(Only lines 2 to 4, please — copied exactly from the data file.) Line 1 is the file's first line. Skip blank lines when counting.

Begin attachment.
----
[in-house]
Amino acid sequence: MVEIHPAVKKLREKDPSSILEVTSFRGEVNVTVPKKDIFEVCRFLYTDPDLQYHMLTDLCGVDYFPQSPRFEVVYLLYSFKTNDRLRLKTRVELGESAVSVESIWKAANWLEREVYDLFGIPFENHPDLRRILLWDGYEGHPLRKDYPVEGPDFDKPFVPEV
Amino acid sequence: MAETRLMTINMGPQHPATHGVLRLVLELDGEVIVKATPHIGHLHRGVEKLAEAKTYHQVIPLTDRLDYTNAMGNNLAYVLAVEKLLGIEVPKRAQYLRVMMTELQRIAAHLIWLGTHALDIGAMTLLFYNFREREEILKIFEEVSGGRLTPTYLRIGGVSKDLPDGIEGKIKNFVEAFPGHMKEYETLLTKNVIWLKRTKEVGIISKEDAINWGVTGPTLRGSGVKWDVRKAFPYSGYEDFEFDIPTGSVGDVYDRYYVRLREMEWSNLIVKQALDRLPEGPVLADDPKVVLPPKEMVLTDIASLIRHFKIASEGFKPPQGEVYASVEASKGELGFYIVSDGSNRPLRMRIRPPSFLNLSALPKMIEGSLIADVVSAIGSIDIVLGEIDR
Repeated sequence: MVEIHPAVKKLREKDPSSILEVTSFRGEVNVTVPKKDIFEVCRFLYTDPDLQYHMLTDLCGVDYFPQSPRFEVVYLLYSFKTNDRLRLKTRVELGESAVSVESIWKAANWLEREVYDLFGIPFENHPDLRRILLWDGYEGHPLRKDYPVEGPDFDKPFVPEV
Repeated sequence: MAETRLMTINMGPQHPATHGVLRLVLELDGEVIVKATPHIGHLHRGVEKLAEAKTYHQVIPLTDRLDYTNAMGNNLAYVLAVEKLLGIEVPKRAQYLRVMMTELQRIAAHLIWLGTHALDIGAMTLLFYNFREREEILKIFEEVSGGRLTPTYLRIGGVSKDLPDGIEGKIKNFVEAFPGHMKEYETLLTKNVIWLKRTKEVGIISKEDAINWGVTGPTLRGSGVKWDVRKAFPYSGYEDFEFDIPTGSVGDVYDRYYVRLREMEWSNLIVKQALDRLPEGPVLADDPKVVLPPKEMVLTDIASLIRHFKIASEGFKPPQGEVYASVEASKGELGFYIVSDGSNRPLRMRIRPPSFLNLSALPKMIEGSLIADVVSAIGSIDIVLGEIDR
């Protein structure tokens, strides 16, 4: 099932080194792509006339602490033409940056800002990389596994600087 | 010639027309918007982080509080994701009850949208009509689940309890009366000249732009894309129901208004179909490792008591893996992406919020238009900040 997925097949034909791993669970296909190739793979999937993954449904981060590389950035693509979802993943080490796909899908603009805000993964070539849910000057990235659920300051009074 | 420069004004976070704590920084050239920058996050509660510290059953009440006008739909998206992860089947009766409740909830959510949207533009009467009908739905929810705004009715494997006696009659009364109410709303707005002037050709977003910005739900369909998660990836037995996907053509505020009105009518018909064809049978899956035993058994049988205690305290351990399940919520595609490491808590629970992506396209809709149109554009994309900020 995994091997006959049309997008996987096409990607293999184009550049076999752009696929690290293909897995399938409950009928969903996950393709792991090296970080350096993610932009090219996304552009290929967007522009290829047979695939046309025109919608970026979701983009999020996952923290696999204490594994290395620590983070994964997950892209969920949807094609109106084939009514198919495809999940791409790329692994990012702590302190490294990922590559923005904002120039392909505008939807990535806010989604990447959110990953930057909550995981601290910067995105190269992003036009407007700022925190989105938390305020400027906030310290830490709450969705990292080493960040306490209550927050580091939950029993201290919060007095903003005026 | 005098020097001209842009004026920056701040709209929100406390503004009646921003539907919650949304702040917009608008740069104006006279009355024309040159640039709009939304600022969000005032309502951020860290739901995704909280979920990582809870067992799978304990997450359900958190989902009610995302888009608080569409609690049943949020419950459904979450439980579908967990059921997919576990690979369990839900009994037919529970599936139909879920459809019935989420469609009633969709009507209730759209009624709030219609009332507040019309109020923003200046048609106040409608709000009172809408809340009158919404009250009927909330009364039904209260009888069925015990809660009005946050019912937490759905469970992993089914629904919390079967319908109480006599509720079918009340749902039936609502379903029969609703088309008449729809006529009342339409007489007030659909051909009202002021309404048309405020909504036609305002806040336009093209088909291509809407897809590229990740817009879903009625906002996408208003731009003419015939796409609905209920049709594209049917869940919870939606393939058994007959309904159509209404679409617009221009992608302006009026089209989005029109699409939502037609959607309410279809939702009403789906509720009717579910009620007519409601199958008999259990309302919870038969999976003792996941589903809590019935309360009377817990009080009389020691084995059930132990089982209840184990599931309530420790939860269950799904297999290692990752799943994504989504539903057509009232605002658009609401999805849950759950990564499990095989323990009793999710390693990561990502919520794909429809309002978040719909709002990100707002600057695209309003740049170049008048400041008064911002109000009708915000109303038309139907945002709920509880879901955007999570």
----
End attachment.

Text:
Amino acid sequence: MVEIHPAVKKLREKDPSSILEVTSFRGEVNVTVPKKDIFEVCRFLYTDPDLQYHMLTDLCGVDYFPQSPRFEVVYLLYSFKTNDRLRLKTRVELGESAVSVESIWKAANWLEREVYDLFGIPFENHPDLRRILLWDGYEGHPLRKDYPVEGPDFDKPFVPEV
Amino acid sequence: MAETRLMTINMGPQHPATHGVLRLVLELDGEVIVKATPHIGHLHRGVEKLAEAKTYHQVIPLTDRLDYTNAMGNNLAYVLAVEKLLGIEVPKRAQYLRVMMTELQRIAAHLIWLGTHALDIGAMTLLFYNFREREEILKIFEEVSGGRLTPTYLRIGGVSKDLPDGIEGKIKNFVEAFPGHMKEYETLLTKNVIWLKRTKEVGIISKEDAINWGVTGPTLRGSGVKWDVRKAFPYSGYEDFEFDIPTGSVGDVYDRYYVRLREMEWSNLIVKQALDRLPEGPVLADDPKVVLPPKEMVLTDIASLIRHFKIASEGFKPPQGEVYASVEASKGELGFYIVSDGSNRPLRMRIRPPSFLNLSALPKMIEGSLIADVVSAIGSIDIVLGEIDR
Repeated sequence: MVEIHPAVKKLREKDPSSILEVTSFRGEVNVTVPKKDIFEVCRFLYTDPDLQYHMLTDLCGVDYFPQSPRFEVVYLLYSFKTNDRLRLKTRVELGESAVSVESIWKAANWLEREVYDLFGIPFENHPDLRRILLWDGYEGHPLRKDYPVEGPDFDKPFVPEV